Second, McKinsey and NielsenIQ did not attempt to independently assess the veracity of ESG-related claims for these products. It is of course paramount for the development of a sustainable and inclusive economy that companies back any ESG-related claims they make with genuine actions. “Greenwashing”—empty or misleading claims about the environmental or social merits of a product or service—poses reputational risks to businesses by eroding the trust of consumers. It also compromises their ability to make more environmentally and socially responsible choices, and potentially undermines the role of regulators. This research is limited to assessing how ESG-related claims correlate with purchasing behavior.

Getting granular with ESG in store aisles

In collaboration with NielsenIQ, McKinsey analyzed five years of US sales data, from 2017 to June 2022. The data covered 600,000 individual product SKUs representing $400 billion in annual retail revenues. These products came from 44,000 brands across 32 food, beverage, personal-care, and household categories.

Six types of ESG claims

Six types of ESG claims identified on product packages:

NielsenIQ’s measurement capabilities enabled us to identify 93 different ESG-related claims—embodied in terms such as “cage free,” “vegan,” “eco-friendly,” and “biodegradable”—printed on those products’ packages. The claims were divided into six classifications: animal welfare, environmental sustainability, organic-farming methods, plant-based ingredients, social responsibility, and sustainable packaging (see sidebar, “Six types of ESG claims”). The research also drew on consumer insights from NielsenIQ’s household panel, which tracks the purchasing behavior of people in more than 100,000 US households.

At the most fundamental level, the analysis examined the rate of sales growth for individual products by category over the five-year period from 2017 to 2022. We compared the different growth rates for products with and without ESG-related claims, while controlling for other factors (such as brand size, price tier, and whether the product was a new or established one). The results provide insights into whether, and by how much, products with ESG-related claims outperform their peers on growth and how different types of products and claims perform relative to each other.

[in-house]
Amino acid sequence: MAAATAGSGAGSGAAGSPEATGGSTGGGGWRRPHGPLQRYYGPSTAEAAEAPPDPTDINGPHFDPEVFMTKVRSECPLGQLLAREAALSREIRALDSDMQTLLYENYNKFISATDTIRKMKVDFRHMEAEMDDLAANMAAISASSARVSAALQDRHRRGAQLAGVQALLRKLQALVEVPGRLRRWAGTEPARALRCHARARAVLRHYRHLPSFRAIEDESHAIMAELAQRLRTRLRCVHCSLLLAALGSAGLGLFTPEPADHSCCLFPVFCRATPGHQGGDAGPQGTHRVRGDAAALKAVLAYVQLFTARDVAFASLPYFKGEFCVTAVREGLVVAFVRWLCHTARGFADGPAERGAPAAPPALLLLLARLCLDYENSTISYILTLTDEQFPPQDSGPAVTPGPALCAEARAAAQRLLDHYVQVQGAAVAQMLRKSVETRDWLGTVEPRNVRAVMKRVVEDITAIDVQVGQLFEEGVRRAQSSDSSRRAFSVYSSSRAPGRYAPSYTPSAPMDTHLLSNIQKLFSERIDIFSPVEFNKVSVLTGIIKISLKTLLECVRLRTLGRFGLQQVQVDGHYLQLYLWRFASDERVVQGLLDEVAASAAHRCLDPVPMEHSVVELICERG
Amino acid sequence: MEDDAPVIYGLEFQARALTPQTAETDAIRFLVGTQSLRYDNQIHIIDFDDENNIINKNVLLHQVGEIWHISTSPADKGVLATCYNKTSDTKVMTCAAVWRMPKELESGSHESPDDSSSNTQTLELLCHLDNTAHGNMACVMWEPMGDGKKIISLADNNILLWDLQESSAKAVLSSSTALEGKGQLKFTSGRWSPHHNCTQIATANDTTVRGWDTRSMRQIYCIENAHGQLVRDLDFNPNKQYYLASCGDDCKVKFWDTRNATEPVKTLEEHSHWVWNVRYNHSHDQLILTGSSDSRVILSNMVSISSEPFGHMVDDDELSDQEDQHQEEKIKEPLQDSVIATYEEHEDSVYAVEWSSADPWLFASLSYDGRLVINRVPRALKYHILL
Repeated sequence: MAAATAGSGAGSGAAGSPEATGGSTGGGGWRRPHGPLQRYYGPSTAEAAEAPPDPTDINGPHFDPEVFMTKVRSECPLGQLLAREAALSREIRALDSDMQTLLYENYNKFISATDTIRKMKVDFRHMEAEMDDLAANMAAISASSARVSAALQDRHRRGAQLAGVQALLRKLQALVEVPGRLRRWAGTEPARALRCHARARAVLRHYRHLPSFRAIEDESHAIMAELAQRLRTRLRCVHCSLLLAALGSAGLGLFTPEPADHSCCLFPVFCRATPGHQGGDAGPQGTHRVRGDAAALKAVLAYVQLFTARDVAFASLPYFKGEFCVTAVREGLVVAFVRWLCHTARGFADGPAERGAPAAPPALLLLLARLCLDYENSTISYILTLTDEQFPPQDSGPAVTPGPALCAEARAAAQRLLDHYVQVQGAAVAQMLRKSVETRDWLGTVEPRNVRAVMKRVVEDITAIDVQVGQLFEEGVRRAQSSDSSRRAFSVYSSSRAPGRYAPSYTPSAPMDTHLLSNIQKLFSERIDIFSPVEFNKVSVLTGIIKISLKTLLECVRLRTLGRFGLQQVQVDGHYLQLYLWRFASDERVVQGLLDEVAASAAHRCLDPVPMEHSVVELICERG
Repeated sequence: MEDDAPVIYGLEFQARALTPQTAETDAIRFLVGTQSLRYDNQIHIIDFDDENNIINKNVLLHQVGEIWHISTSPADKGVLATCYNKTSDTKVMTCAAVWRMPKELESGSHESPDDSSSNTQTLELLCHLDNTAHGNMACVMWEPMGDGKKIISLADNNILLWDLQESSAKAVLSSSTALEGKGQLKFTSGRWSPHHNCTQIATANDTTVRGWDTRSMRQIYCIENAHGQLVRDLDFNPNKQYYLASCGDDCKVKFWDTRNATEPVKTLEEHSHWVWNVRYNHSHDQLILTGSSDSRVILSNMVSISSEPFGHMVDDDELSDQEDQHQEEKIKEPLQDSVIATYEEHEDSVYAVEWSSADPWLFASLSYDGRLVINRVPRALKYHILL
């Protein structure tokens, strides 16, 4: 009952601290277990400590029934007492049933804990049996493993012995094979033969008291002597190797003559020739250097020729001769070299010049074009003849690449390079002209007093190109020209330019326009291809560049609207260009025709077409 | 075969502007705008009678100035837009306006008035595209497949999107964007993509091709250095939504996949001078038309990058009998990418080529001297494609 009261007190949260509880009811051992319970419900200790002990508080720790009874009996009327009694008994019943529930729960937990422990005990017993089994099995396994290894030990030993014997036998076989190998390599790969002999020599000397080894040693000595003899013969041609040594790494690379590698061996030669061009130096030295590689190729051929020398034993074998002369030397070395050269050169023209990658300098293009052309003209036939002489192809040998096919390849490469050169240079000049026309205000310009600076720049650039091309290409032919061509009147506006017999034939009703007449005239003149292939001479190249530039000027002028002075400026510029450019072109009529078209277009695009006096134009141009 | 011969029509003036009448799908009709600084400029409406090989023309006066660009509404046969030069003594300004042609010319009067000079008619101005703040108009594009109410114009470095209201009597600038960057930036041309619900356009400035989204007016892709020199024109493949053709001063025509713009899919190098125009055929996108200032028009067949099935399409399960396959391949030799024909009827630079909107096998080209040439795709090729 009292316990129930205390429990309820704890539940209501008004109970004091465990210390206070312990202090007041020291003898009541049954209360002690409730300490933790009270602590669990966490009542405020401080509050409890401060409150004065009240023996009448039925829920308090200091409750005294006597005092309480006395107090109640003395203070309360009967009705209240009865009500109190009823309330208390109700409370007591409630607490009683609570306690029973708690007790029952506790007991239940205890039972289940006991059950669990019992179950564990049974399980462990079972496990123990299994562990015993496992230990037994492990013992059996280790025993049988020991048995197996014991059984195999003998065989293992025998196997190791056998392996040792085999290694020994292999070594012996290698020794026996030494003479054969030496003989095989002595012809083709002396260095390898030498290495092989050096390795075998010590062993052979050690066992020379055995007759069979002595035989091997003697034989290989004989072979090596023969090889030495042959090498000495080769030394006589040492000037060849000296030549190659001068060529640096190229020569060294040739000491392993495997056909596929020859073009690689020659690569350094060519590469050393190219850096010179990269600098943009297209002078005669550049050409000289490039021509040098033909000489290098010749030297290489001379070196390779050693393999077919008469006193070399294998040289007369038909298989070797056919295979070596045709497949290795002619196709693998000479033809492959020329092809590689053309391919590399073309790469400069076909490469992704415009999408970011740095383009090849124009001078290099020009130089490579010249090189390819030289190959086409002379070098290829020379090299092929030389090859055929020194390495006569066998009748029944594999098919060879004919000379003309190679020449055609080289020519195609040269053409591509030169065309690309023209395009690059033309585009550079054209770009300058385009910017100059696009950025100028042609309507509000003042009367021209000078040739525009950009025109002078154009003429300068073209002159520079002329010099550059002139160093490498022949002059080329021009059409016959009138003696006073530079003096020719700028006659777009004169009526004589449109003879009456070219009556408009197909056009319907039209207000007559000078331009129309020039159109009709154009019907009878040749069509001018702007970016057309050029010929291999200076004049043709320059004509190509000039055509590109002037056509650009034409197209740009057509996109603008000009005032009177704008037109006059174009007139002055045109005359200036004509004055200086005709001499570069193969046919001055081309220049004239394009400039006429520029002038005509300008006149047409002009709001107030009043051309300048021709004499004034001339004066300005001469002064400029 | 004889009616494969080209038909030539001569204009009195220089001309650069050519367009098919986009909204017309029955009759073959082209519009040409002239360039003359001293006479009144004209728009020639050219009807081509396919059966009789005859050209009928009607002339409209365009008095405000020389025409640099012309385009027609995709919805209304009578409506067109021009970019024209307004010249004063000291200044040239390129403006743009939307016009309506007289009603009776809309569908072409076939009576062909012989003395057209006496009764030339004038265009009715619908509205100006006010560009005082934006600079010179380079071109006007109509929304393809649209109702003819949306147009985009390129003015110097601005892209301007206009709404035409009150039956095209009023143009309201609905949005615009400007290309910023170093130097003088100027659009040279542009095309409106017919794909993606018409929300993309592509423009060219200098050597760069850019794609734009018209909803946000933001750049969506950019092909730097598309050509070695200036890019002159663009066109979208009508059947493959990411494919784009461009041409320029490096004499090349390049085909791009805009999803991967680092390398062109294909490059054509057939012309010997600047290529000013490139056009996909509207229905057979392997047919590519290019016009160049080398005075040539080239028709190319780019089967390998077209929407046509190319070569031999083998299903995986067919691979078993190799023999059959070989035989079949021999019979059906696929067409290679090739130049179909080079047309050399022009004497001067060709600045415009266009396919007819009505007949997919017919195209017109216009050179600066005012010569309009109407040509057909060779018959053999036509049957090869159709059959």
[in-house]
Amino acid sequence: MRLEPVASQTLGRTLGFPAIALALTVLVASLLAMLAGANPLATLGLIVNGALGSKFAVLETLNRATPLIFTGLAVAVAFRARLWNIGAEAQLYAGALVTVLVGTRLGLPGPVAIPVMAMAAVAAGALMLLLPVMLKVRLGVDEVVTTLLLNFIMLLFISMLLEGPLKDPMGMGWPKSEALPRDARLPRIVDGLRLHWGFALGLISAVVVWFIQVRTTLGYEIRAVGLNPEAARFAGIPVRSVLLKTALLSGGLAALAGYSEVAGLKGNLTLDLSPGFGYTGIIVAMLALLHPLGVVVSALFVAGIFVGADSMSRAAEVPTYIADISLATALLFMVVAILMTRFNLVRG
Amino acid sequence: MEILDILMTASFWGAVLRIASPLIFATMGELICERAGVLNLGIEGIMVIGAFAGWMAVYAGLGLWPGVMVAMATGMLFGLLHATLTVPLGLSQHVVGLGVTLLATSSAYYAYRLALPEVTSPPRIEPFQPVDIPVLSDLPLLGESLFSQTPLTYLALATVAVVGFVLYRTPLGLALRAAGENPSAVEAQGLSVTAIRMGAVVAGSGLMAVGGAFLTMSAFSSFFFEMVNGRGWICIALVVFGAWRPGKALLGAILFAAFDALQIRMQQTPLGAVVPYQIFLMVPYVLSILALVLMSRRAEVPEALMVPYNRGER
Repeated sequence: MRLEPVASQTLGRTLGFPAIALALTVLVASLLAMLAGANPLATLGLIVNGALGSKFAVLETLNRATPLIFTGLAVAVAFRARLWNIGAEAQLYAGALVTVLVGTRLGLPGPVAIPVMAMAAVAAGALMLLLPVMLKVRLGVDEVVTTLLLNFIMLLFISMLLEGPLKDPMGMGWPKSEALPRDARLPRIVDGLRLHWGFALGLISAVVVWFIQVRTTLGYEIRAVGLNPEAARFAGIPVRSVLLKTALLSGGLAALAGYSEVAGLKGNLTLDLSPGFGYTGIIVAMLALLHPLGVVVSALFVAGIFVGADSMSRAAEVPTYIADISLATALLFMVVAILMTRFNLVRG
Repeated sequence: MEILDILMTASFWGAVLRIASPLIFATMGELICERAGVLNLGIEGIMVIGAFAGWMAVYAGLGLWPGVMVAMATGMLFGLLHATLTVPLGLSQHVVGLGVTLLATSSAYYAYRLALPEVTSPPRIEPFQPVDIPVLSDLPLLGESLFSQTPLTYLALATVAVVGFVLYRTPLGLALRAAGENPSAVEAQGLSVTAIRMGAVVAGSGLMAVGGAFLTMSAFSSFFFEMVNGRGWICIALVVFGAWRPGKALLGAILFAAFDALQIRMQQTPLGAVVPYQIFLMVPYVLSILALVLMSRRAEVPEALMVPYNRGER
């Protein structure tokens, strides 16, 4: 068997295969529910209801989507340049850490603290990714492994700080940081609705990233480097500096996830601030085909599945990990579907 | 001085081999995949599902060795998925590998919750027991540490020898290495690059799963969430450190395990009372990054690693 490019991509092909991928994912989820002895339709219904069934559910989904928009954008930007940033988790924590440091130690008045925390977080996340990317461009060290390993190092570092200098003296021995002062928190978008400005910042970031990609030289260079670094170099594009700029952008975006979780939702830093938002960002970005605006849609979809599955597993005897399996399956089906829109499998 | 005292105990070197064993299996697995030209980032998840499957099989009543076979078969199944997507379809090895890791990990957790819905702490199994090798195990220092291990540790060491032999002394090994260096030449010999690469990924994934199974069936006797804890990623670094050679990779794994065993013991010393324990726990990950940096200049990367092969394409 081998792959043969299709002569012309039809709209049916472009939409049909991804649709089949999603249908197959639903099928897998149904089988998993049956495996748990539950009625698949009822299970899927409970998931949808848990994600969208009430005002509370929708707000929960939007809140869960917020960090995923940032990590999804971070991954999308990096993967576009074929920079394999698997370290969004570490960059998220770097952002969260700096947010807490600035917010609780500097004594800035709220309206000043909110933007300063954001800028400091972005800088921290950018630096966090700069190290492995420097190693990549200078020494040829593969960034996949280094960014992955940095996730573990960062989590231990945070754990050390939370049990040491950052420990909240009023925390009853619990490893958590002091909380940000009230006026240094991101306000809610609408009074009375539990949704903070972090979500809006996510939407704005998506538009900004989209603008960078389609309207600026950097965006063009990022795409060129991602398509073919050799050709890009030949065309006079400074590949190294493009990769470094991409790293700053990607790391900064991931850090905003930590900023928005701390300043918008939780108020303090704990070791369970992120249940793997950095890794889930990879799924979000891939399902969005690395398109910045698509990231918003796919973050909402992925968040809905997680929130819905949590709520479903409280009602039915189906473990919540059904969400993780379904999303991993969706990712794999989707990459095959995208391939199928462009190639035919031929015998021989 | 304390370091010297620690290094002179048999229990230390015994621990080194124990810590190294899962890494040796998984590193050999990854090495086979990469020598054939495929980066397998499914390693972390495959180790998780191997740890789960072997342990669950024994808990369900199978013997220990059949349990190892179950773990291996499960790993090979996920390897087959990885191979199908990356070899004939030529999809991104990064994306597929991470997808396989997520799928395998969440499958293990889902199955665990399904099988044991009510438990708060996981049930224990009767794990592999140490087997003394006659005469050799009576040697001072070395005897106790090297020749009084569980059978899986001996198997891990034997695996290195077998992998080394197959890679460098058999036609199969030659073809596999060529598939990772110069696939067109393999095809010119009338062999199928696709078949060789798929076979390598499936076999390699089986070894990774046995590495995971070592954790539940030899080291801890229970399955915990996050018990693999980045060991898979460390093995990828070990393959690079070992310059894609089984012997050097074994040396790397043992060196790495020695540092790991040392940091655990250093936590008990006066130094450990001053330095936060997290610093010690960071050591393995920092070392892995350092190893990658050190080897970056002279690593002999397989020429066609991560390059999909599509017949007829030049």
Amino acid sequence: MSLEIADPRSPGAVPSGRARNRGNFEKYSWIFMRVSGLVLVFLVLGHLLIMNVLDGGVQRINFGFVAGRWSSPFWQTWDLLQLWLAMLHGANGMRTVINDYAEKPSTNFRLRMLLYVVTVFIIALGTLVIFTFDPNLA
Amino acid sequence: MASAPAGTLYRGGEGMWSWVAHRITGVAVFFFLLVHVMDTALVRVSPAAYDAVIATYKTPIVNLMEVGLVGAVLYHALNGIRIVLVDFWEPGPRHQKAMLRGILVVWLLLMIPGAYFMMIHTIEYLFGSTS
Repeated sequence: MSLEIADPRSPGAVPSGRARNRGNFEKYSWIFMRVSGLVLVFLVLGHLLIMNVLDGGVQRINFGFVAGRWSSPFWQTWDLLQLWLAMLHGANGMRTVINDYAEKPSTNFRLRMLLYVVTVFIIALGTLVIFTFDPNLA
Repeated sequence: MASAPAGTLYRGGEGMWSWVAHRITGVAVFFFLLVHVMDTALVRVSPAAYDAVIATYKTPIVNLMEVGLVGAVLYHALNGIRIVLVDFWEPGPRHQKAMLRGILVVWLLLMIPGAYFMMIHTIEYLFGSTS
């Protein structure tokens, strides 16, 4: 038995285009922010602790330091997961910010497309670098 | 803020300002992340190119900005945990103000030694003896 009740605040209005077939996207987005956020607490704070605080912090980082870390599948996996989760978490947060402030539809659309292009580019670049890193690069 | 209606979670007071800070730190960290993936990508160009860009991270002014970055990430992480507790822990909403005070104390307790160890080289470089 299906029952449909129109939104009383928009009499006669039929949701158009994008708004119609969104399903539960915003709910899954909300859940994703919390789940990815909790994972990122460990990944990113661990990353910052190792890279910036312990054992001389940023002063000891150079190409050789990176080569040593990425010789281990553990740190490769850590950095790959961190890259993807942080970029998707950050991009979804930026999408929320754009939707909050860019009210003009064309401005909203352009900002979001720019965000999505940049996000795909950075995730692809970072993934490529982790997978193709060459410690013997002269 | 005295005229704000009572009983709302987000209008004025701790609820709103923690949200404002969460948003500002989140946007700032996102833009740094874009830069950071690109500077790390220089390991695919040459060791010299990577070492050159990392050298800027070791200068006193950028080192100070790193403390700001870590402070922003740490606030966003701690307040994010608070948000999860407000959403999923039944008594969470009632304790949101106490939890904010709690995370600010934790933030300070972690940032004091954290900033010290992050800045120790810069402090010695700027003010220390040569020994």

Not every brand that made a claim saw a positive effect on sales, and the data indicate a plethora of nuance at the product level. But this study did broadly reveal, in many categories, a clear and material link between ESG-related claims and consumer spending. The following four overarching insights are important for consumer companies and retailers that build portfolios of environmentally and socially responsible products as part of their overall ESG strategies and impact commitments.

1. Consumers are shifting their spending toward products with ESG-related claims

The first goal of the study was to determine whether, over this five-year period, products that made one or more ESG-related claims on their packaging outperformed products that made none. To compare, we looked at each product’s initial share of sales in its category and then tracked its five-year growth rate relative to that share.2As an example: among large brands in the frozen-dessert category, products with a “plant based” claim grew at a rate of 8.5 percent over five years, compared with 4.4 percent for comparable products without “plant based” claims, resulting in a growth differential of 4.1 percent. We learned that consumers are indeed backing their stated ESG preferences with their purchasing behavior.

This study did broadly reveal, in many categories, a clear and material link between ESG-related claims and consumer spending.

Over the past five years, products making ESG-related claims accounted for 56 percent of all growth—about 18 percent more than would have been expected given their standing at the beginning of the five-year period: products making these claims averaged 28 percent cumulative growth over the five-year period, versus 20 percent for products that made no such claims. As for the CAGR, products with ESG-related claims boasted a 1.7 percentage-point advantage—a significant amount in the context of a mature and modestly growing industry—over products without them (Exhibit 1). Products making ESG-related claims therefore now account for nearly half of all retail sales in the categories examined.

Growth was not uniform across categories. For instance, products making ESG-related claims generated outsize growth in 11 out of 15 food categories and in three out of four personal-care categories—but only two out of nine beverage categories. Shopping data alone can’t explain the reasons for such variances. In the children’s formula and nutritional-beverage category, for example, it’s possible that buying decisions reflect advice from doctors and that consumers probably won’t let ESG-related claims outweigh clinical recommendations.